New Rules of Play
Players and match officials must endeavour to ensure the iRB Law of the Game, modified by the following playing rules, are observed when playing rugby at Under 9:
• 1. Object:
a) The object of the game is to score a try (5 points) by placing the ball with a downward pressure on or behind the opponents' goal line. A penalty try will be awarded if a try would probably have been scored but for foul play by the defending team.
b) When a try is scored, the game is restarted by a free pass from the centre of the pitch by the non-scoring team.
• 2. Teams:
a) Under 9 Transitional Rugby is played between teams of equal numbers of players, containing not more than seven players and not less than six players. Each side can have an agreed number of substitutes. Substituted players can be re-used at any time. Substitutions can only take place when the ball is "dead" or at half time and always with the referee's knowledge.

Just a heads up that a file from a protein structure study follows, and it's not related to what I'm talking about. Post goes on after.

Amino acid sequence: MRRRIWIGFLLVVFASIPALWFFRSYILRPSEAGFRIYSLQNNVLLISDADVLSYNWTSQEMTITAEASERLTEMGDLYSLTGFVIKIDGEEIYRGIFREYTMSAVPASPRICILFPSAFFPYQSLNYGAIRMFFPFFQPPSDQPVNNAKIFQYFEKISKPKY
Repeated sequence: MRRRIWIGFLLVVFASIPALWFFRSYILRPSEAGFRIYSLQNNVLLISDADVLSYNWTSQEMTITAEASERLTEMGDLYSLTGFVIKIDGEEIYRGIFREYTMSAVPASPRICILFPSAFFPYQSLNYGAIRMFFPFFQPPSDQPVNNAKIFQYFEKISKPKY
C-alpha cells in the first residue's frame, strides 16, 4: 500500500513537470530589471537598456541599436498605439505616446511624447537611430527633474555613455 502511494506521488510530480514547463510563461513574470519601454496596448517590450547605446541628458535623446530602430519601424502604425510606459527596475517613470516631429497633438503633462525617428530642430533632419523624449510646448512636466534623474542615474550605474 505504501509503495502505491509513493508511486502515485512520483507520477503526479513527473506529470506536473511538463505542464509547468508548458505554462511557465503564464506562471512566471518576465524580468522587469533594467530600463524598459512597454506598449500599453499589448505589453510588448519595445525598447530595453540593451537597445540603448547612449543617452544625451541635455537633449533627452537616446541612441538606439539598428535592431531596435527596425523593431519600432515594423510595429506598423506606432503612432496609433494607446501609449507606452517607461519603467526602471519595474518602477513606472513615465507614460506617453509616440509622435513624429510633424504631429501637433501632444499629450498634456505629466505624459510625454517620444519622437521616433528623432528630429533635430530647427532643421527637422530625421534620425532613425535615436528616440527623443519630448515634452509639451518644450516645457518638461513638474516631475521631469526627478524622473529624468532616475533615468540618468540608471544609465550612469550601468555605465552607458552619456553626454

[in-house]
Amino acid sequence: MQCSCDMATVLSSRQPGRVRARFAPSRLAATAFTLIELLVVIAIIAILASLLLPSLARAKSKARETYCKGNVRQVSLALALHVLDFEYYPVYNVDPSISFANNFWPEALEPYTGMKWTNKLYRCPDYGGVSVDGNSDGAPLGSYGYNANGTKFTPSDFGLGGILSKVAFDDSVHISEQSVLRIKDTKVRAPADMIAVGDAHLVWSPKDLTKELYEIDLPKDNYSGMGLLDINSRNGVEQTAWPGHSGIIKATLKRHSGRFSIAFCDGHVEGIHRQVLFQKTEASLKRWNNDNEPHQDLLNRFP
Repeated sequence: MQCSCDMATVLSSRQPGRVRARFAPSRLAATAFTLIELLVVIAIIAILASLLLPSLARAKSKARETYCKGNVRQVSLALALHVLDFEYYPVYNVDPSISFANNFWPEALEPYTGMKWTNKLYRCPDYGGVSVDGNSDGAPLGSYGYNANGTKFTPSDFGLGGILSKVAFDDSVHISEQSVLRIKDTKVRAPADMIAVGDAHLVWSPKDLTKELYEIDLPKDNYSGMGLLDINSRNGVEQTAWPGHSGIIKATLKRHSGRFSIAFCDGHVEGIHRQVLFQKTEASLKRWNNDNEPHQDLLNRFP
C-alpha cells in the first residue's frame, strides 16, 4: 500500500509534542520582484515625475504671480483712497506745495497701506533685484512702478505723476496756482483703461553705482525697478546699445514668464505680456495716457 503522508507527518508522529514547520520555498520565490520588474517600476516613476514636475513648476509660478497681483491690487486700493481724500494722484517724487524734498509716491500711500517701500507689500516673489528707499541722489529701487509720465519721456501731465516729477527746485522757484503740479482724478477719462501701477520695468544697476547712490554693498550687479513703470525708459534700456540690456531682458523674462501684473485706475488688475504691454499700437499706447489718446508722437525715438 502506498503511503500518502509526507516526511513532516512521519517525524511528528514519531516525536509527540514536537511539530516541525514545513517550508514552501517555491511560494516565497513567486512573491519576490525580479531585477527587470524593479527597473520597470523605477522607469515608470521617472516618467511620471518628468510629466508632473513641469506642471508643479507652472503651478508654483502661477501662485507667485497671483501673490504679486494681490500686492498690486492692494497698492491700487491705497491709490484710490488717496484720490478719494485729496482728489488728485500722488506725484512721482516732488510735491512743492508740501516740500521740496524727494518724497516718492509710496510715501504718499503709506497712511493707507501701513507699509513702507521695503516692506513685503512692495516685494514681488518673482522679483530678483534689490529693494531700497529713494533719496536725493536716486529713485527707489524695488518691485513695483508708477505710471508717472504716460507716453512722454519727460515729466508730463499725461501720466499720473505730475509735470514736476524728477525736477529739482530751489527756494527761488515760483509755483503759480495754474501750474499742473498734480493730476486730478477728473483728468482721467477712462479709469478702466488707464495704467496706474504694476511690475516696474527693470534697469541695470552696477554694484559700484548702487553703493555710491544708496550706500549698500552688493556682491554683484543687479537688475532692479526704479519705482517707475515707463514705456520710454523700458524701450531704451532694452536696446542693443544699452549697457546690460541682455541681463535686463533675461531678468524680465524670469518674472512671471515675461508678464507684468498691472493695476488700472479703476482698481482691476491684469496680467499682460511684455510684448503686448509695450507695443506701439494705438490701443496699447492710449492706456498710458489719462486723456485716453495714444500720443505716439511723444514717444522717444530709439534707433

• 3. Pitch size
The maximum pitch size is
a) 60 metres by 30 metres, plus 5 metres for each in-goal area.
b) Reduced pitch sizes are acceptable provided this is agreed between the officiating referee and coaches, and the smaller pitches do not materially increase the risk of injury to players.
c) Adjacent pitches should be no closer than 5 metres
• 4. Duration
a) Fixture (2 Clubs/Schools are present): 15 minutes each way, 1 game = 30 minutes
b) Fixture (3 Clubs/Schools are present): 10 minutes each way, 2 games = 40 minutes
c) Festival: 6 minutes each way, maximum of 5 games = 60 minutes (total playing time)
• 5. Passing:
a) The ball can only be passed sideways or backwards. If the ball is knocked forwards (towards the opponents' goal-line) then a free pass is awarded to the non-offending side, unless advantage occurs to the non-offending side. In order to keep the game flowing, referees should play advantage wherever possible.
•6. Free Passes:
A free pass is used:
a) to start the match at the beginning of each half from the centre of the pitch
b) when there has been foul play
c) for a forward pass
d) for a knock on